WAGA Weekly

Each week during the 2020 Awards we'll be providing information, updates, ideas and tips.  You'll find them all here, the latest at the top.  Hope you find them useful - and let us know if you have suggestions for content.

WAGA Weekly 23: 14th September

Mature Trees: Why are they so important?

Trees are important for all forms of native wildlife, including birds, mammals and especially insects. They will add another dimension to your growing area - providing leaves and fruits as a rich larder; habitat for nesting; shade and shelter, plus height for safety.

Mature trees in our towns and cities contribute significantly to our health and well-being in a multitude of ways.  For example, a large tree with a trunk diameter of 75cm (30”) can intercept 10 times more air pollution, can store up to 90 times more carbon and contributes up to 100 times more leaf area to the tree canopy than a 15cm (6”) diameter tree.

Oak forests support more life forms than any other native forest.  A mature oak tree will support over 280 different species of insects supplying many birds with an important food source. In autumn, mammals such as squirrels, badgers and deer feed on acorns.

Flower and leaf buds of English oak are the food plants of the caterpillars of purple hairstreak butterflies.  The soft leaves of English oaks break down with ease in autumn and form a rich leaf mould beneath the tree, supporting invertebrates such as the stag beetle, and fungi, like the oakbug milkcap. Holes and crevices in the tree bark are perfect nesting spots for the pied flycatcher or marsh tit.  Bats also roost in old woodpecker holes or under loose bark, as well as feeding on the rich supply of insects in the tree canopy.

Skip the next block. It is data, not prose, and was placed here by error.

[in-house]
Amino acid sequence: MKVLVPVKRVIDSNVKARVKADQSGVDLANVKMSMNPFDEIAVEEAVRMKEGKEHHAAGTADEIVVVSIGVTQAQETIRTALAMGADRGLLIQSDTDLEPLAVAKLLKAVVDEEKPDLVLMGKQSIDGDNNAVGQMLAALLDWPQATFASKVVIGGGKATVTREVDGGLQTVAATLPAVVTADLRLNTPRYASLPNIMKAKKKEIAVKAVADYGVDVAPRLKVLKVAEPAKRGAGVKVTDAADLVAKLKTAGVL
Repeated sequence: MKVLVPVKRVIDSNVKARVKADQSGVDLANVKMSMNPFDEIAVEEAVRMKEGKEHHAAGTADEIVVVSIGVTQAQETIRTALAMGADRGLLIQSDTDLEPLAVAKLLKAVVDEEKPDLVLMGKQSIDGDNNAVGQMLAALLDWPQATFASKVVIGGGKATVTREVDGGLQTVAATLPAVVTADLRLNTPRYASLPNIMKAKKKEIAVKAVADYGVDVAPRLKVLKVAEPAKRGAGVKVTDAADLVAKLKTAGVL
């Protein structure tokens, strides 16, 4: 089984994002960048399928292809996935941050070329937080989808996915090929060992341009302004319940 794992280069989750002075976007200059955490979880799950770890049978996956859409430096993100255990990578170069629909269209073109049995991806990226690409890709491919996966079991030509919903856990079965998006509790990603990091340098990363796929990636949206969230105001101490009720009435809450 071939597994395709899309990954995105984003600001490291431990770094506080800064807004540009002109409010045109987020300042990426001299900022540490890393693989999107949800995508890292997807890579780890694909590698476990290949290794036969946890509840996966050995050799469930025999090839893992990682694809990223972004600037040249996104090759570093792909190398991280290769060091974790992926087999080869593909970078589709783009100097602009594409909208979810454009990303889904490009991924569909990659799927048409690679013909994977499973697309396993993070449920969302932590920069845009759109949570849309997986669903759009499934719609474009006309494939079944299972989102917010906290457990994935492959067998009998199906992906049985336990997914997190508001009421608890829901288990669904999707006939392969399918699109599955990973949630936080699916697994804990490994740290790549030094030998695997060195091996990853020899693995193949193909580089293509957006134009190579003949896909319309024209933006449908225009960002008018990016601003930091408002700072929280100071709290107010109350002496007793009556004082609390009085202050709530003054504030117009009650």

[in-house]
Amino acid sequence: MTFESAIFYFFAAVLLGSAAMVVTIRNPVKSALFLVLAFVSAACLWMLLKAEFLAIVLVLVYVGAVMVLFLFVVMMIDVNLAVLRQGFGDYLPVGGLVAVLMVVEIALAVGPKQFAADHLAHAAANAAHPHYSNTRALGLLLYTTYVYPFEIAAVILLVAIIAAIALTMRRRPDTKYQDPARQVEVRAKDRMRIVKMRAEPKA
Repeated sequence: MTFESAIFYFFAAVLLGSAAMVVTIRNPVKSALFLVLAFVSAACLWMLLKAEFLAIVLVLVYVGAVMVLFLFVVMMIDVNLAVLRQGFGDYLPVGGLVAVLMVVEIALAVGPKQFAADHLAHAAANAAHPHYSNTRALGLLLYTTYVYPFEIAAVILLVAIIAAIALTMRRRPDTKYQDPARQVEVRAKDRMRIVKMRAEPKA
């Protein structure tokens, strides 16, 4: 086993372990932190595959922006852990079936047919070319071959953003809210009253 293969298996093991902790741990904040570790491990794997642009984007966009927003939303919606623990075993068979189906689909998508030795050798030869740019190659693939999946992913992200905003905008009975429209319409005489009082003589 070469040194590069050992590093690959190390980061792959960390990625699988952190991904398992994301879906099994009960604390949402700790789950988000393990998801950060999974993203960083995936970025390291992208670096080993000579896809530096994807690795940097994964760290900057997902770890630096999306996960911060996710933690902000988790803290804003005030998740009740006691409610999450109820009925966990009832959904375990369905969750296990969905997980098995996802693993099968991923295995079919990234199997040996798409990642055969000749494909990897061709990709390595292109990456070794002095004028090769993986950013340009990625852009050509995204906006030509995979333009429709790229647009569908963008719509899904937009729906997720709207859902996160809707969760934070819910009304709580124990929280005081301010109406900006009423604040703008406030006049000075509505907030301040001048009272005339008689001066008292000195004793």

The following list provides ideas for trees for small and large gardens.

Ash, Eventual height 40m (130 ft) Flowers provide nectar for insects, the seeds or ‘keys’ are food for birds and small mammals. Over 41 associated insect species.

Quaking Aspen, Eventual height 20m (65ft)  Aspen colonises new ground and is quick to grow. The leaves move in a magical way, immortalized in the poem ‘Lady of Shallot’- ‘willows whiten, aspens quiver, little breezes dusk and shiver’. Over 90 associated insect species.

Beech, Eventual height 36m (120 ft), also suitable for hedge. Richly coloured autumn leaves and beech nuts, or ‘masts’, provide food for many birds such as tits, chaffinches, nuthatches, as well as squirrels and mice throughout the winter. Over 64 associated insect species.

Wild Cherry, Eventual height 9-12m (30-40 ft). Bright red fruit are popular for birds and mammals in early summer. Scented white flowers are attractive to bees and flies in the spring.

Crabapple, Eventual height 9m (30ft)
Pretty pink or white flowers in the spring, followed by small bitter fruit in the autumn. Many mammals such as foxes and badgers, as well as birds, enjoy the fruit. Over 90 associated insect species.

Hazel. Eventual height 6m (20ft ), suitable for hedge.
Classed as a tree or shrub, regular coppicing will keep the tree quite short. Nuts and leaves provide a great deal of food for birds and mammals, including the now rare dormouse.

Holly. Eventual height 20m (65ft), suitable for hedge. The small, pale green scented flowers attract butterflies, bees and other insects, in late spring/early summer. Long-lasting red berries are important winter food for many birds including the thrush and small mammals. Spiny, glossy leaves are eaten by caterpillars of the holly blue butterfly. It is important to have both a female and a male tree for the development of berries.

Hornbeam. Eventual height 24m (80ft) , suitable for hedge.
Dead leaves remain overwinter when grown as a hedge, rather than leaving a bare framework. Seeds are important food source for squirrels and birds.

Rowan. Eventual height 12m (40 ft)
Sweet smelling flowers in the spring attract many insects. Orange berries in the autumn are an important food source for many birds and small mammals such as hedgehogs. Over 28 associated insect species. Can survive in exposed situations.

Silver birch. Eventual height 15m (50 ft)
A beautiful tree, with silvery-white bark. Suitable for small gardens. Older trees play host to bracket fungi and birds such as woodpeckers. Supports 229 associated insect species. Seeds popular with over-wintering birds and small mammals.